Following up on Book Group

We had a fabulous, fantastic, not-to-be-believed-and-maybe-never-even-repeated meeting of our STILL UNNAMED book group a few nights ago. The book? Howards End by E. M. Forster. We talked about it for nearly four hours straight, and how could we not? There is so much going on in that book. I think even people who didn’t love it or love the characters still got something from reading it.

On the one hand, I feel like I need to keep thanking everyone for reading Forster because I love him so much and it’s such a treat to discuss him with others who like to think about literature. On the other hand, my impression is that I’m not just being humored here, and people really like Forster on his own merits. In fact, our next read is A Passage to India. So I guess overall it’s a win-win situation. Still, thank you! Because it can’t hurt.

In case anyone has had further thoughts on Howards End since our meeting, or in case there was something we didn’t get to, I thought I’d throw out a few of the major points we discussed. Feel free to expand upon any of these in the comments!

  • Margaret and Henry. Really? What does this say about Margaret?
  • Helen and Leonard. What happened there?
  • Were there too many coincidences in the story to make it believable?
  • Who was that masked narrator?
  • Mrs. Wilcox. How strong a presence was she in the book?
  • We never even talked about Dolly / Poor Mrs. Charles. Trashy little thing that she is, she has some rather insightful moments.
  • Book covers. Compare and contrast.

So, other thoughts on Howards End before we move on to the next?

Why Do I Love Helen Schlegel?

If pressed, or merely asked, to state who is my favorite female character in literature, I would say Helen Schlegel. I don’t have a very good answer for why that is, but I’ve been trying to figure it out. Let’s pretend this is multiple choice.

Question: Why do I love Helen Schlegel?

A)    She’s snazzy dresser.

B)     The way she listens to Beethoven.

C)     She’s the natural progression of Lucy Honeychurch.

D)    All of the above.

A) I would totally wear this. On the other hand, this other outfit (below) reminds me somehow of a mushroom, and while I can see how it reflects her mood of madness when she interrupts Evie’s wedding breakfast at Oniton with Leonard and Mrs. Bast in tow, I can’t really condone it. So let’s just say that Helen, as envisioned by Merchant Ivory, is at best an inconsistent dresser.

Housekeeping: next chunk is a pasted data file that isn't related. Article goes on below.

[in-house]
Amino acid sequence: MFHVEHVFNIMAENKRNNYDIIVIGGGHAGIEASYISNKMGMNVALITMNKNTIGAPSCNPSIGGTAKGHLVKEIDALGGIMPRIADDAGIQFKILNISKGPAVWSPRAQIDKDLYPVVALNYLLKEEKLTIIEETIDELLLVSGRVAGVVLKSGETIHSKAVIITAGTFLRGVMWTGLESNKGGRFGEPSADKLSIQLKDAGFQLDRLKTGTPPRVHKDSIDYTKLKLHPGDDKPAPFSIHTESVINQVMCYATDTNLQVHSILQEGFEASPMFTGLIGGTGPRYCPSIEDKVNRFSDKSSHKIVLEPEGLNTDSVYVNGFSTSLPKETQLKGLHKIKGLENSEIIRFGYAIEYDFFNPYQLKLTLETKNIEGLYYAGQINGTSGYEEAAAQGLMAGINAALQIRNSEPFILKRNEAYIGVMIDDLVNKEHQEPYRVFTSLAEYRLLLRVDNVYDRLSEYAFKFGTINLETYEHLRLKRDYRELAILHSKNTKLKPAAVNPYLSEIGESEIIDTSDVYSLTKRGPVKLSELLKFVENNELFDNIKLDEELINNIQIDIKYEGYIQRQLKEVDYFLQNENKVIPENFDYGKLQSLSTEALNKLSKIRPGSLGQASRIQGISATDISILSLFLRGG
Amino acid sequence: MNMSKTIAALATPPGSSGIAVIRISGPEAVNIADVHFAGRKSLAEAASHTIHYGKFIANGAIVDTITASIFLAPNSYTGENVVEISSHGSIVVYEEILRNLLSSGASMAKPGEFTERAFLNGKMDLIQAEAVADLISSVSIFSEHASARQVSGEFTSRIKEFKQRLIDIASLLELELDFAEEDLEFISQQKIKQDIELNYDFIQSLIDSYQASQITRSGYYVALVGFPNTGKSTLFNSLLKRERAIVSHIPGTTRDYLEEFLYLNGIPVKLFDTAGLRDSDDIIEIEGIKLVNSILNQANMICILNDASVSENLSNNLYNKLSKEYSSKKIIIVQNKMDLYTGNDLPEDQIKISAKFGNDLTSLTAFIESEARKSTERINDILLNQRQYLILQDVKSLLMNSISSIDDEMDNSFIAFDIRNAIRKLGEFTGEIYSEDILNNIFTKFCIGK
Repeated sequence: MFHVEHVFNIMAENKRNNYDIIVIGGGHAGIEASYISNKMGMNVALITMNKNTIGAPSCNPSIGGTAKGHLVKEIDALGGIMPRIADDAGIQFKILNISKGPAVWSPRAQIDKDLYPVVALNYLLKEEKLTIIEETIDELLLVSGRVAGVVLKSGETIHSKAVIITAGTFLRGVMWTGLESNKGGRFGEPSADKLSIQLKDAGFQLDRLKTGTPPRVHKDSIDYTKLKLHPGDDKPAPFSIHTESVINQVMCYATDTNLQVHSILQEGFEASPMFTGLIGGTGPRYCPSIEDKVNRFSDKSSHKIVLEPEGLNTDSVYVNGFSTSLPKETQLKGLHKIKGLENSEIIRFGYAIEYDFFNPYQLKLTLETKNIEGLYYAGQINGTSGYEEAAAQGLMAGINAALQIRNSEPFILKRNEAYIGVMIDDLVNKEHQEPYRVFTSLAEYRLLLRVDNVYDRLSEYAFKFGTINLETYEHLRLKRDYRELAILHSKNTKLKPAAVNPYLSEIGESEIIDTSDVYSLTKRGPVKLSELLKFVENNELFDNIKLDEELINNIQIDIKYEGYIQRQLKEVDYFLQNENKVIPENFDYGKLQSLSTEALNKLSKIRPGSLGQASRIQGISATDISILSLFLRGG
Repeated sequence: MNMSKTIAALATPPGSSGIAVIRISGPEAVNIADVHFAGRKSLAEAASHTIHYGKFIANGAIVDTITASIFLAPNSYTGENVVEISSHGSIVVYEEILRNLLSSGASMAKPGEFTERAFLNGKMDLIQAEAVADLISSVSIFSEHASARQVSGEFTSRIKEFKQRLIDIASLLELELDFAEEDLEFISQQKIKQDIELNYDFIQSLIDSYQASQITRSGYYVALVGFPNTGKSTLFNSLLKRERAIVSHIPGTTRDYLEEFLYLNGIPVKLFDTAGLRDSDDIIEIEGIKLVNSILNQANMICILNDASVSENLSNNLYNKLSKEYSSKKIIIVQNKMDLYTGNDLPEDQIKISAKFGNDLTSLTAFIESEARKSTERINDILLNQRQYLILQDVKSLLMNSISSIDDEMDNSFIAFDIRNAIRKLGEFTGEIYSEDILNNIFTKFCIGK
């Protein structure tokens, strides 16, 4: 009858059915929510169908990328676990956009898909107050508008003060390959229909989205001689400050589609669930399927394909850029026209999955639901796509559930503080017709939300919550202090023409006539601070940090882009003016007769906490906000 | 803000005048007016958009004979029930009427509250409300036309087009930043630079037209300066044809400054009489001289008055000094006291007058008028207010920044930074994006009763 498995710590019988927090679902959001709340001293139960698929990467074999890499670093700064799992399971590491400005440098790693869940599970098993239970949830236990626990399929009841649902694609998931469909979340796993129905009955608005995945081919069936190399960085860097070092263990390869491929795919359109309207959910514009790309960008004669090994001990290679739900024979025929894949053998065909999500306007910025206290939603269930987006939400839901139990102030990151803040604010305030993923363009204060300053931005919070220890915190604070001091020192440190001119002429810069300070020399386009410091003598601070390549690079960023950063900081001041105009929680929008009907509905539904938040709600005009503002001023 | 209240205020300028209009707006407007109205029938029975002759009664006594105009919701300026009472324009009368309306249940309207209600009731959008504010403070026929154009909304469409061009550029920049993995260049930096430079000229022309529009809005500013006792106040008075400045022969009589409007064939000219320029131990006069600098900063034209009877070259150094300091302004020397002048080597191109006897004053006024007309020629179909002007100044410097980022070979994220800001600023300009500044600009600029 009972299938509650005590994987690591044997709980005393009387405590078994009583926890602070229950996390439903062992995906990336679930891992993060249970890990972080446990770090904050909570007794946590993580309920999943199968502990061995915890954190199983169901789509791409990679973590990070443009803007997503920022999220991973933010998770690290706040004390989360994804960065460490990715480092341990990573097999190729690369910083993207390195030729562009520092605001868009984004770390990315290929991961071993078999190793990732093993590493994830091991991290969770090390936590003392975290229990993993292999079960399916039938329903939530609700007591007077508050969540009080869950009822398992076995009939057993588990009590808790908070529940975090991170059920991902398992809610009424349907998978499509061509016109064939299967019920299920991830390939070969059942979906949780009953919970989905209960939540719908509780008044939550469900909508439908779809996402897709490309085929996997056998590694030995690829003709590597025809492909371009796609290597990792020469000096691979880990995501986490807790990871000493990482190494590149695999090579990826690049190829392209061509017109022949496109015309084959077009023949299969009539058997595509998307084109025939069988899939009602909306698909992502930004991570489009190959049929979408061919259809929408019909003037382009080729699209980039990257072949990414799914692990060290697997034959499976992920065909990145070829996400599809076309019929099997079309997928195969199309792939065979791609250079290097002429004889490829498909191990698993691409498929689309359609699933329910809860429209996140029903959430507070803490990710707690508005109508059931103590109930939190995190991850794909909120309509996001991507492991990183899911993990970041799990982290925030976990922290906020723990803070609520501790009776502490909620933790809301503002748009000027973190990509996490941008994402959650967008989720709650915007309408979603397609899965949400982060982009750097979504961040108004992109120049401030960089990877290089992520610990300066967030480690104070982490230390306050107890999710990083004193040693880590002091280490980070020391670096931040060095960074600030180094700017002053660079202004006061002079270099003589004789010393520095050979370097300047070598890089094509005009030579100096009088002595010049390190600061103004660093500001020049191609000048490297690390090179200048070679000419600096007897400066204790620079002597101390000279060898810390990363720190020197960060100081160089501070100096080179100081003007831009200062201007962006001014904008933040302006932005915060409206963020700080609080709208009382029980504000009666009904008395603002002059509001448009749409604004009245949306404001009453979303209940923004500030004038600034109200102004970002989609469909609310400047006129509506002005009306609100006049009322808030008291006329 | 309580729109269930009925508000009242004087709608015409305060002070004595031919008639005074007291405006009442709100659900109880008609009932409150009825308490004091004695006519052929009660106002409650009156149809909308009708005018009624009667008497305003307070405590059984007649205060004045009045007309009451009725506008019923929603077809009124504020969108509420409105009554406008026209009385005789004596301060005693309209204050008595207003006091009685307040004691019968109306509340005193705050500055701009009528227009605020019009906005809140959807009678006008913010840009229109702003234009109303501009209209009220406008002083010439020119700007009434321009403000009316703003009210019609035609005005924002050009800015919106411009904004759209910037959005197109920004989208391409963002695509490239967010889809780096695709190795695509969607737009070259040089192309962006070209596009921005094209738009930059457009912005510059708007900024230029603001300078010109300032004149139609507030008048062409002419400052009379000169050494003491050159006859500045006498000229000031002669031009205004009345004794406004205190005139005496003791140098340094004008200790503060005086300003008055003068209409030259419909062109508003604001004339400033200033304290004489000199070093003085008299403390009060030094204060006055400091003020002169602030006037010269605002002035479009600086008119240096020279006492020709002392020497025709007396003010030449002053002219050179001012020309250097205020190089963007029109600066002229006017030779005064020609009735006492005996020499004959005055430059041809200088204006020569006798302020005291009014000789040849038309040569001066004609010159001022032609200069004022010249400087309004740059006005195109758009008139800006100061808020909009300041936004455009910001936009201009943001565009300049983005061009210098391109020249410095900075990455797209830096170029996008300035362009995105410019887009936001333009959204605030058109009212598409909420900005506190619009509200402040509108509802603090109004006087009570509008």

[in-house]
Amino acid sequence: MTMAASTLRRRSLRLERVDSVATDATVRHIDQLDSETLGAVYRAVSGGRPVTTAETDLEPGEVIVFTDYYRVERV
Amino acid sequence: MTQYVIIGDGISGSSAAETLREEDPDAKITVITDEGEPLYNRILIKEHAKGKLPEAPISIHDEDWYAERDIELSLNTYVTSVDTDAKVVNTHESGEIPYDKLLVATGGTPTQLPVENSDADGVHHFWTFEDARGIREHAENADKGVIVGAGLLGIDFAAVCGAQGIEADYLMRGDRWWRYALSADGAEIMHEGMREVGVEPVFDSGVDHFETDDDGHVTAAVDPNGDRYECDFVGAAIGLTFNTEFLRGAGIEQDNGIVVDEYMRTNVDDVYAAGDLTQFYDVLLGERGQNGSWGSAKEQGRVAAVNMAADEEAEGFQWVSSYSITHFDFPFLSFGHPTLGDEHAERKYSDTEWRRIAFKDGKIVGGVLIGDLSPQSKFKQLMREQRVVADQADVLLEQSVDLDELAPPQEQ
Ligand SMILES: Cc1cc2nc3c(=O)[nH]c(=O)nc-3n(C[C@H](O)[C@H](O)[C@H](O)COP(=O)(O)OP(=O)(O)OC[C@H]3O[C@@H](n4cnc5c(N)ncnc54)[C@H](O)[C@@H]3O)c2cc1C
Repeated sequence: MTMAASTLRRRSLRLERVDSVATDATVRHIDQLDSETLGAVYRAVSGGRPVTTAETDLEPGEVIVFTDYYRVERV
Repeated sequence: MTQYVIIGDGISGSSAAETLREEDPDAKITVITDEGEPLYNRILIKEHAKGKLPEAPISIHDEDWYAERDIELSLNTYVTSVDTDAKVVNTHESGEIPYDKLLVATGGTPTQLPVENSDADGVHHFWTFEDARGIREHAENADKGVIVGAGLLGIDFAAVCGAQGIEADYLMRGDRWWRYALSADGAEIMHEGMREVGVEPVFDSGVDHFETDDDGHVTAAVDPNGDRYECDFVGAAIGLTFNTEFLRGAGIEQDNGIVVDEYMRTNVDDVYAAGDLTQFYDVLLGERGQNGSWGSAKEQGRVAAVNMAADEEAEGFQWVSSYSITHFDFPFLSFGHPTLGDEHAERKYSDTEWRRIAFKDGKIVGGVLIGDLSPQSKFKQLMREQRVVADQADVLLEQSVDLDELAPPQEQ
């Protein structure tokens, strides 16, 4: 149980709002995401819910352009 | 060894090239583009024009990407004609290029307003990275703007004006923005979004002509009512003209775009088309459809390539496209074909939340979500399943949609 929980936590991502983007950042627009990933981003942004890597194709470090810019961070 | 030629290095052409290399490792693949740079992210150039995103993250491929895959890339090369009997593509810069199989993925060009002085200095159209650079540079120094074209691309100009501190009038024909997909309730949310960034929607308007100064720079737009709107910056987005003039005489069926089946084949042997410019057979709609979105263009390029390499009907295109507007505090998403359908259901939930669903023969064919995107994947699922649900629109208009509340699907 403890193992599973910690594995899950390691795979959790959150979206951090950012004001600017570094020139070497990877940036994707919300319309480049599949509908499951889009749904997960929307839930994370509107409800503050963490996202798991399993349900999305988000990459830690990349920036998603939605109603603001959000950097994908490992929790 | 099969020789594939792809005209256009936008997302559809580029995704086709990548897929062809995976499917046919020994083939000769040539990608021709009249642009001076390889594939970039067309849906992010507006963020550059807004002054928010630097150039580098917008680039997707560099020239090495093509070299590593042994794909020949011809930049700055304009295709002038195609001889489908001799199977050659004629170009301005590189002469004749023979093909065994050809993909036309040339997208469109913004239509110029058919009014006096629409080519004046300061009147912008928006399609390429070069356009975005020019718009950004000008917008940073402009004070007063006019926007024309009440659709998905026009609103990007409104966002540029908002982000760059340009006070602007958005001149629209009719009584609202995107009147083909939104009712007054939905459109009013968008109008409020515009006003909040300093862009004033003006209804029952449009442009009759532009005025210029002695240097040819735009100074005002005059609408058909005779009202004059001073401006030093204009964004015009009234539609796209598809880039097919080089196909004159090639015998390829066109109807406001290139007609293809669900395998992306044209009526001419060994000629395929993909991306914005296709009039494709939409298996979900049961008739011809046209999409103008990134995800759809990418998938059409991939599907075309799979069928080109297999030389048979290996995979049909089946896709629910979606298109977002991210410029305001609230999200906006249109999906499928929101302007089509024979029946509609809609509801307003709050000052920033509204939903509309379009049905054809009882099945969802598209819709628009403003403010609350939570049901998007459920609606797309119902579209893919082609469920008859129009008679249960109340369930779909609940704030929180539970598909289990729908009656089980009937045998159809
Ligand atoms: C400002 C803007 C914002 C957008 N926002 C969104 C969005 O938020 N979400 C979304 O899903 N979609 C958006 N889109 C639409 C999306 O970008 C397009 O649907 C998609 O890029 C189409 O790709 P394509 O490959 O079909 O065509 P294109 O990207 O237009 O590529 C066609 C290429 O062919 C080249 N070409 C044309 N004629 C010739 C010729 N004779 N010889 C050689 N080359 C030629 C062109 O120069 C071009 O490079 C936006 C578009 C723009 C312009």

And while we’re on the subject of that scene at Oniton, may I take a moment to express my adoration of Helen here? Her righteous and impetuous anger brings her and the Basts all the way from London because she believes she is right and that Margaret must see that and help. She raves about finding the Basts unemployed, ill, and starving. She is thoroughly excited and wild until Margaret stops her to question whether she really came all that way with two starving people. Helen, honest Helen, immediately calms down enough to reply, “There was a restaurant car on the train.” How can anyone not love her right then?

B) Beethoven. I have been known to read that scene while listening to Beethoven 5. Just because I can. It’s so brilliant the way all of the characters’ responses to the music say something about each of them individually. Tibby is completely analytical about it, Aunt Juley is concerned with who Margaret is talking to and hoping the German cousin will be suitably impressed with the English composer Elgar, Margaret is occupied with Leonard, and poor Leonard is occupied with his umbrella! But Helen imagines the world unfolding in the music. I love how Tibby tries to get them all to pay attention to the drum, but Helen wants them to listen for the goblins instead. That’s how she understands the music, as a fight where there is triumph at the end, but almost not, and maybe not forever. She believes she knows what Beethoven was really saying. Sometimes I think I do hear Helen’s goblins, the threat of panic and emptiness, followed by the joy and the triumph, but also with the lingering possibility of future fear and struggle. But mostly, no, mostly I listen like Margaret, “who can see only the music,” but I wish I could hear it like Helen does, with that utter clarity. For her, “the music summed up all that had happened or could happen in her career. She read it as a tangible statement, which could never be superseded. The notes meant this and that to her, and they could have no other meaning, and life could have no other meaning.”

C) Beethoven naturally leads us to consider Lucy Honeychurch, for whom life would be much more interesting if she chose to live more as she played. In all honesty, I find myself thoroughly confused here because Lucy and Helen are both portrayed by the incomparable Helena Bonham Carter, making it very difficult (for me) not to equate the two in some ways. But maybe Helen is Lucy relieved of her burdens and her doubts, a Lucy who approaches the world more like George, asking the difficult questions and expecting the honest answers, and making right, if not always respectable, decisions. A Lucy who has found her courage.

I also rather love that Helen’s journey does not really involve a man or marriage. I know it involves Leonard, of course, but I think Helen would still be herself without him. Just as, truly, Margaret is Margaret, with or without Henry. It’s a pretty wonderful thing, when you think about it.

So I think my answer, unsurprisingly, is D) All of the above.